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Re: Issue 6 of 'International Rock Gardener'
« Reply #9 on: July 08, 2010, 09:18:03 PM »
When reading the last, very informative again, IRG I wanted to open and download this and the other issues to read them whenever I am not on-line. (Used Mozilla Firefox)
Everything went o.k., but the February issue just opened and loaded till about 700 Kb and then stopped. The other issues gave no problems.
Had to restart and tried several times again. Did not work!!
When writing these lines I realized that I maybe should try to do it with Micr. Int. Expl.  
Guess what…. now it worked ??? ???
Luit van Delft, right in the heart of the beautiful flowerbulb district, Noordwijkerhout, Holland.

Sadly Luit died on 14th October 2016 - happily we can still enjoy his posts to the Forum

Maggi Young

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Re: Issue 6 of 'International Rock Gardener'
« Reply #10 on: July 08, 2010, 10:05:23 PM »
How strange, Luit.... such technicalities are a mystery to me, I must say.    ???
I am pleased that you  have now been able to download the IRGs to read at leisure.

 I use Mozilla Firefox for my internet activity nowadays and only occasionally find any problems with it.
Margaret Young in Aberdeen, North East Scotland Zone 7 -ish!

Editor: International Rock Gardener e-magazine

Lvandelft

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Re: Issue 6 of 'International Rock Gardener'
« Reply #11 on: July 08, 2010, 10:14:11 PM »

 I use Mozilla Firefox for my internet activity nowadays and only occasionally find any problems with it.
So I do Maggi! This is the first time I have a problem, I believe. Very strange!!
Luit van Delft, right in the heart of the beautiful flowerbulb district, Noordwijkerhout, Holland.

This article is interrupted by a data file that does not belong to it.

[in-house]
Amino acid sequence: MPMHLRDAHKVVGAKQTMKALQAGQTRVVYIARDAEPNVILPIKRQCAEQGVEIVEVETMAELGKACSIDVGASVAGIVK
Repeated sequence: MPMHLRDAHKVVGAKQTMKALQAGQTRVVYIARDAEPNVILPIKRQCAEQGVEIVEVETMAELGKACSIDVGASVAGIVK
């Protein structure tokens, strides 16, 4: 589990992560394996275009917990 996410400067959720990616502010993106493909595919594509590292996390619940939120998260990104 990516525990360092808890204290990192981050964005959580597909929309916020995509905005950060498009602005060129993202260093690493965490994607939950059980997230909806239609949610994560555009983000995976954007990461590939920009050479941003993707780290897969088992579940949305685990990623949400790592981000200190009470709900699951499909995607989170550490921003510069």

Sadly Luit died on 14th October 2016 - happily we can still enjoy his posts to the Forum

Lvandelft

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Re: Issue 6 of 'International Rock Gardener'
« Reply #12 on: July 08, 2010, 10:17:56 PM »
Dodecatheon is since very many years one of my favourite plants.
I possess an old picture from 1757 of Meadia.
Meadia has been the name for Dodecatheon only a few years. Called after Dr. Richard Mead, who was the personal physician of King George II

http://chestofbooks.com/gardening-horticulture/Cyclopedia-2/Dodecatheon.html

http://www.harrold.info/about/mead.html

So I shall continue to grow dodecatheons and primulas separately too!

Here a picture of Meadia:
Luit van Delft, right in the heart of the beautiful flowerbulb district, Noordwijkerhout, Holland.

Sadly Luit died on 14th October 2016 - happily we can still enjoy his posts to the Forum

Ragged Robin

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Re: Issue 6 of 'International Rock Gardener'
« Reply #13 on: July 17, 2010, 07:50:48 PM »
Finally I have had time to download and look at the latest issue and it really was compulsive reading from beginning to end.  The Alpine flower emblems and the countries and societies they are adopted by make a fascinating insight and the photography of the plants in situ is always so uplifting - thanks to Cliff, Ian Y, Ian McE, Cohan, Diane C, Geir, Franz H, Thomas H, Harry J, Todd & Kristi.

Alpine plants truly link us internationally and it is wonderful to see the how the features and characteristics of each plant change from country to country just as the people do.....through all the diversity we have common ground that binds us, expressed so well by Members from everywhere around the globe, it seems, in our Fabulous Forum.  Thanks to all who have contributed to this issue.
Valais, Switzerland - 1,200 metres - Continental climate - rocks and moraine

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Re: Issue 6 of 'International Rock Gardener'
« Reply #14 on: July 18, 2010, 12:11:10 AM »
Regarding adoption of Dodecatheon as Primula, or maintaining Dodecatheon and Primula as separate, let's also throw in Douglasia and Androsace of the Primulaceae into the discussion, a similar issue.  When such changes get published (Dodecatheon consumed by Primula), that act is not unto itself the last word, one needs to sit back and watch other governing bodies, to judge consensus, and see what their take is on the adoption of such changes, and whether subsequent to such changes, how are the changes addressed in new taxonomic works.  We have a classic example before us, with the recently published (and ongoing, yet to be completed) online Flora of North America (FONA).  I find the discussion in FONA for both Dodecatheon and Douglasia to be most illuminating.  I was hoping to garner some discussion about this in the Primula 2010 thread, but none was forthcoming; see that thread for pertinent links:

http://www.srgc.org.uk/smf/index.php?topic=4976.msg159173#msg159173
Mark McDonough
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USDA Zone 5
antennaria at aol.com